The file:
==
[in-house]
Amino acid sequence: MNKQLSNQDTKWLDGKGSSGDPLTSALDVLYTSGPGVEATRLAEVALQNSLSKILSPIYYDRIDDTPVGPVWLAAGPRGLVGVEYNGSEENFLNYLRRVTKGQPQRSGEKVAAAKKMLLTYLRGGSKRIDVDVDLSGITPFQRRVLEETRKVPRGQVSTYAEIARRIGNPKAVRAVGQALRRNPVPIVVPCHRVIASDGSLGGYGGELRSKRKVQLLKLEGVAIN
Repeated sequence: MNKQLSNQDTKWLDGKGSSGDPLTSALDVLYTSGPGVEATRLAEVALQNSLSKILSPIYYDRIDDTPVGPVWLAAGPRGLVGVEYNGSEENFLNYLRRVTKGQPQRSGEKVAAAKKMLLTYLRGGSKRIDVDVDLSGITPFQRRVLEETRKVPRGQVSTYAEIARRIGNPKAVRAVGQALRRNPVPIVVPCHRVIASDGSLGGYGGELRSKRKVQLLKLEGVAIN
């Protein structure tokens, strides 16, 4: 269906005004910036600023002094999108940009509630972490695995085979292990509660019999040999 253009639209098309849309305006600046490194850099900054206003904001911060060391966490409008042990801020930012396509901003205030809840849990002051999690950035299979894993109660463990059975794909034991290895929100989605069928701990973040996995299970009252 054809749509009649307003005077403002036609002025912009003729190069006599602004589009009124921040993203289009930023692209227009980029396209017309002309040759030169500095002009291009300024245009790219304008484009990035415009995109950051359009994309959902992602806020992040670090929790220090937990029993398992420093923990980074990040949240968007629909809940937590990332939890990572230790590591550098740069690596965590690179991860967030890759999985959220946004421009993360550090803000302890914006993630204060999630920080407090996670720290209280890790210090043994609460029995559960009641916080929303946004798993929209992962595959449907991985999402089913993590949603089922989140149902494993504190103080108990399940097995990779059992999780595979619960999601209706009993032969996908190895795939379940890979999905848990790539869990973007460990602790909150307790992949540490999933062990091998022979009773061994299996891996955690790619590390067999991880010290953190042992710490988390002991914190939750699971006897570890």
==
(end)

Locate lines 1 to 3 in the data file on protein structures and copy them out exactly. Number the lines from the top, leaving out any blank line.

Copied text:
[in-house]
Amino acid sequence: MNKQLSNQDTKWLDGKGSSGDPLTSALDVLYTSGPGVEATRLAEVALQNSLSKILSPIYYDRIDDTPVGPVWLAAGPRGLVGVEYNGSEENFLNYLRRVTKGQPQRSGEKVAAAKKMLLTYLRGGSKRIDVDVDLSGITPFQRRVLEETRKVPRGQVSTYAEIARRIGNPKAVRAVGQALRRNPVPIVVPCHRVIASDGSLGGYGGELRSKRKVQLLKLEGVAIN
Repeated sequence: MNKQLSNQDTKWLDGKGSSGDPLTSALDVLYTSGPGVEATRLAEVALQNSLSKILSPIYYDRIDDTPVGPVWLAAGPRGLVGVEYNGSEENFLNYLRRVTKGQPQRSGEKVAAAKKMLLTYLRGGSKRIDVDVDLSGITPFQRRVLEETRKVPRGQVSTYAEIARRIGNPKAVRAVGQALRRNPVPIVVPCHRVIASDGSLGGYGGELRSKRKVQLLKLEGVAIN